Surviving the Scandalous Awards Season in LAS

Being in LA on the night of an awards show can feel a bit like being in Vatican City during a papal conclave. Streets shut down, banners flag buildings, and a fantasia of light bursts forth from where the trophies are distributed. The city's collective consciousness is focused on one thing — a parade of stars arriving at a red carpet somewhere in the city. The red carpet is a horde of publicists with earpieces and clipboards and iPads and other such weaponry. Security is omnipresent, lines spiral around and intersect with other lines, and there are checkpoints with gun-toting goons there to scour credentials seemingly every ten feet.

Such is life during awards season, which lasts from December to the end of February in Los Angeles — when certain sought-after statuettes get disseminated. I've seen the city converge upon two awards shows this season, and it's infinitely more frenzied than what you see on TV.

How did I fare? Well, I made it out alive. There's something to say for that. Here are a few ways to handle a big-ticket Sunday in LA during awards season.

  • If you don't have tickets to the event, don't bother hanging around outside beforehand, trying to crash the proceedings or catch a glimpse of your favorite TV star or whatever. These places are tougher to break into than an armistice deal. It's not worth trying.
  • So you say to yourself: I think I'll check out the action at the Beverly Hilton, just to see what all the fuss is about. Nice try, there. The traffic is such that you'll be traversing a block or two for an hour. Is it worth it to get a peek into where, say, a certain enthusiastic country-turned-pop star was just standing for thirty seconds? No. It is not worth it.
  • Dudes: Wear a tuxedo. This is essential. Even if the awards take place at an LA sporting arena, and you have to pass by fast-food booths in order to get to your seats, you put on the monkey suit, and you enjoy it. And ladies, just avoid wearing a meat dress and you should be fine.
  • Waiting in line is inevitable. Look, all the parties are inside the same hotel, so there's not much of a choice here. That guy, a few feet in front of you? He's on that show where that nice-looking chemistry teacher is actually a drug lord. And if he's not too good for this line, you can probably deal with it.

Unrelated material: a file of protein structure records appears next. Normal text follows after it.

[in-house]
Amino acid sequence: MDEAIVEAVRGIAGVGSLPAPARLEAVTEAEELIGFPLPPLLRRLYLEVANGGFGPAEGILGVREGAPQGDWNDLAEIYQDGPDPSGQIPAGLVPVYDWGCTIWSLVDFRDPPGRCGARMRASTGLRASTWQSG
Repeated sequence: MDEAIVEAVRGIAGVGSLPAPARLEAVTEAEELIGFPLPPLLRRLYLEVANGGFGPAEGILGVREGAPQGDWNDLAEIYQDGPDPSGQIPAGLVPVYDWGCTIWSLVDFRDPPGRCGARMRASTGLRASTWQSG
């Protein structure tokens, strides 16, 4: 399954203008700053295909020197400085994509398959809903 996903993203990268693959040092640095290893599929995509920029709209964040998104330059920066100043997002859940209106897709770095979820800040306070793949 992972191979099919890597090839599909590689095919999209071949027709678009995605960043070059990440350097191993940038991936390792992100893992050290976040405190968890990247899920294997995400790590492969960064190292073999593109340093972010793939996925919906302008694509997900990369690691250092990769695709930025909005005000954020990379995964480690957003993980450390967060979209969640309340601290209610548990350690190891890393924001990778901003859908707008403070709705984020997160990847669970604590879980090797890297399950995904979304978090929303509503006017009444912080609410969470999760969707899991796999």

• Remember the advice we once gave you about eating hors d'oeuvres? That advice was: don't. The same thing applies here. Do you want a famous lip-syncing pop star to watch you shoveling mini crab cakes down your throat? Didn't think so.
  • Say you're at the Beverly Hilton, where a certain awards show has all of its after-parties. You're set for most of the parties, but there's one you're not on the list for. Since everyone's party hopping, convince someone who's already stopped by that party to give you their wristband. Then you walk in. It's very simple.
  • Limit the number of weeks you go to awards after-parties. They're always on Sundays, and if your boss consistently sees you super hungover on Mondays, again and again, we have a problem.
  • And really? Going to the after-parties for every single award show is a little gauche. And possibly exhausting? Slow down.
  • You're in Downtown LA, at a spitting distance from the world-famous stadium where a music award show just took place. Is there a singer that you really like, someone you think you'll definitely get along with if you just take a chance and go introduce yourself? Maybe if you strike up a conversation you'll be best friends forever? This will never happen. That singer has no interest in talking to you.
  • In from out of town? Stay at the Chateau Marmont. Can't afford to stay at the Chateau Marmont? Crash at your cousin's house and hang out at the Chateau as if you're staying there. That works, too.
  • If there is a step-and-repeat somewhere inside the party, and you see normal, non-famous people standing on the red carpet, snapping selfies in front of the backdrop — as if they, too, are fabulous celebrities — walk right by them. Scorn them. You're not going to feign fame for the sake of Instagram likes. Grow up.

So, that's how to get by during LA awards season without losing your dignity, money or temper. Or maybe you're the type of person who can very rationally and calmly not give a damn about awards shows. If you are, how you manage to stay sane in Los Angeles astounds me. Don't worry, in a month, it'll all be over.

Image by Michael Erazo-Kase

Nate Freeman is the Editor-in-Chief of Good To Be Bad. His writing has been published in The New York Times, The Wall Street Journal and The New York Observer.

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